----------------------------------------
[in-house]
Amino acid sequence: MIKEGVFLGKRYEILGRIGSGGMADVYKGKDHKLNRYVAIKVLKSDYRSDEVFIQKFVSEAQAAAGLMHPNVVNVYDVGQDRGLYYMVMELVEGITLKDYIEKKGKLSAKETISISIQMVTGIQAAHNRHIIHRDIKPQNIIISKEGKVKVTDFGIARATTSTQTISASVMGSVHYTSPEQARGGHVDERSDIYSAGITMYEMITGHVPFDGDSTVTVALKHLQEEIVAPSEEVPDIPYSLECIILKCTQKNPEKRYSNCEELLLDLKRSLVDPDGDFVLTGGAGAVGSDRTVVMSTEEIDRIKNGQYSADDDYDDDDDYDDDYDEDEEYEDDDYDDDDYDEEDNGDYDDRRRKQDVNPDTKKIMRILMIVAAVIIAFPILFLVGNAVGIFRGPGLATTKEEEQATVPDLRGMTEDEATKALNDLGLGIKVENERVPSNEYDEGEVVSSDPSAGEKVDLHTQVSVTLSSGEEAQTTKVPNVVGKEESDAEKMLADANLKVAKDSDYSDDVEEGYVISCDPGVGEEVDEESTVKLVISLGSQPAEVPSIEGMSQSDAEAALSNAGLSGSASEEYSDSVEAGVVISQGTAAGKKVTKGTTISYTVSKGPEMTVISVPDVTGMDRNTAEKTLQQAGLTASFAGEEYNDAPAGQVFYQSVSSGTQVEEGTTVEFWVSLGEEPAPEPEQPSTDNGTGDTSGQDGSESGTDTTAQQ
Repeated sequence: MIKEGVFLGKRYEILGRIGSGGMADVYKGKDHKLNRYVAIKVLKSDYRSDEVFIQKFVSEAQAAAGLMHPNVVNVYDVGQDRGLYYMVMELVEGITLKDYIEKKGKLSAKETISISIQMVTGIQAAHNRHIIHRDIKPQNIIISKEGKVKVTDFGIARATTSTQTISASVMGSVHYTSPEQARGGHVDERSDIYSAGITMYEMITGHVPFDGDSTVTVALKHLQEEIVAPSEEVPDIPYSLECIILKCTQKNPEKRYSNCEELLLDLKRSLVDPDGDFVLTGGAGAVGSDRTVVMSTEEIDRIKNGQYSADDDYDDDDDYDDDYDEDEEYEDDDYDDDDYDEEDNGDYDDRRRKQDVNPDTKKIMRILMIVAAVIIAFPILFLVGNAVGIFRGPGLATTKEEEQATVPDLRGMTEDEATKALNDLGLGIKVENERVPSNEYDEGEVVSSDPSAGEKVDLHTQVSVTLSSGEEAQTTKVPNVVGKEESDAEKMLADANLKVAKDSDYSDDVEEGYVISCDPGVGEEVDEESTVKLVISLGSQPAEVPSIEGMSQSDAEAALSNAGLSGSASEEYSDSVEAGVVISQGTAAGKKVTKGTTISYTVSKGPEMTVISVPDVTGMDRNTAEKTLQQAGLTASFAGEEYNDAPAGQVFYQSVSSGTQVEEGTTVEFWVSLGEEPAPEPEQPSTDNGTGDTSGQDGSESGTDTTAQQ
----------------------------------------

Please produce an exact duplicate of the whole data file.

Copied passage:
[in-house]
Amino acid sequence: MIKEGVFLGKRYEILGRIGSGGMADVYKGKDHKLNRYVAIKVLKSDYRSDEVFIQKFVSEAQAAAGLMHPNVVNVYDVGQDRGLYYMVMELVEGITLKDYIEKKGKLSAKETISISIQMVTGIQAAHNRHIIHRDIKPQNIIISKEGKVKVTDFGIARATTSTQTISASVMGSVHYTSPEQARGGHVDERSDIYSAGITMYEMITGHVPFDGDSTVTVALKHLQEEIVAPSEEVPDIPYSLECIILKCTQKNPEKRYSNCEELLLDLKRSLVDPDGDFVLTGGAGAVGSDRTVVMSTEEIDRIKNGQYSADDDYDDDDDYDDDYDEDEEYEDDDYDDDDYDEEDNGDYDDRRRKQDVNPDTKKIMRILMIVAAVIIAFPILFLVGNAVGIFRGPGLATTKEEEQATVPDLRGMTEDEATKALNDLGLGIKVENERVPSNEYDEGEVVSSDPSAGEKVDLHTQVSVTLSSGEEAQTTKVPNVVGKEESDAEKMLADANLKVAKDSDYSDDVEEGYVISCDPGVGEEVDEESTVKLVISLGSQPAEVPSIEGMSQSDAEAALSNAGLSGSASEEYSDSVEAGVVISQGTAAGKKVTKGTTISYTVSKGPEMTVISVPDVTGMDRNTAEKTLQQAGLTASFAGEEYNDAPAGQVFYQSVSSGTQVEEGTTVEFWVSLGEEPAPEPEQPSTDNGTGDTSGQDGSESGTDTTAQQ
Repeated sequence: MIKEGVFLGKRYEILGRIGSGGMADVYKGKDHKLNRYVAIKVLKSDYRSDEVFIQKFVSEAQAAAGLMHPNVVNVYDVGQDRGLYYMVMELVEGITLKDYIEKKGKLSAKETISISIQMVTGIQAAHNRHIIHRDIKPQNIIISKEGKVKVTDFGIARATTSTQTISASVMGSVHYTSPEQARGGHVDERSDIYSAGITMYEMITGHVPFDGDSTVTVALKHLQEEIVAPSEEVPDIPYSLECIILKCTQKNPEKRYSNCEELLLDLKRSLVDPDGDFVLTGGAGAVGSDRTVVMSTEEIDRIKNGQYSADDDYDDDDDYDDDYDEDEEYEDDDYDDDDYDEEDNGDYDDRRRKQDVNPDTKKIMRILMIVAAVIIAFPILFLVGNAVGIFRGPGLATTKEEEQATVPDLRGMTEDEATKALNDLGLGIKVENERVPSNEYDEGEVVSSDPSAGEKVDLHTQVSVTLSSGEEAQTTKVPNVVGKEESDAEKMLADANLKVAKDSDYSDDVEEGYVISCDPGVGEEVDEESTVKLVISLGSQPAEVPSIEGMSQSDAEAALSNAGLSGSASEEYSDSVEAGVVISQGTAAGKKVTKGTTISYTVSKGPEMTVISVPDVTGMDRNTAEKTLQQAGLTASFAGEEYNDAPAGQVFYQSVSSGTQVEEGTTVEFWVSLGEEPAPEPEQPSTDNGTGDTSGQDGSESGTDTTAQQ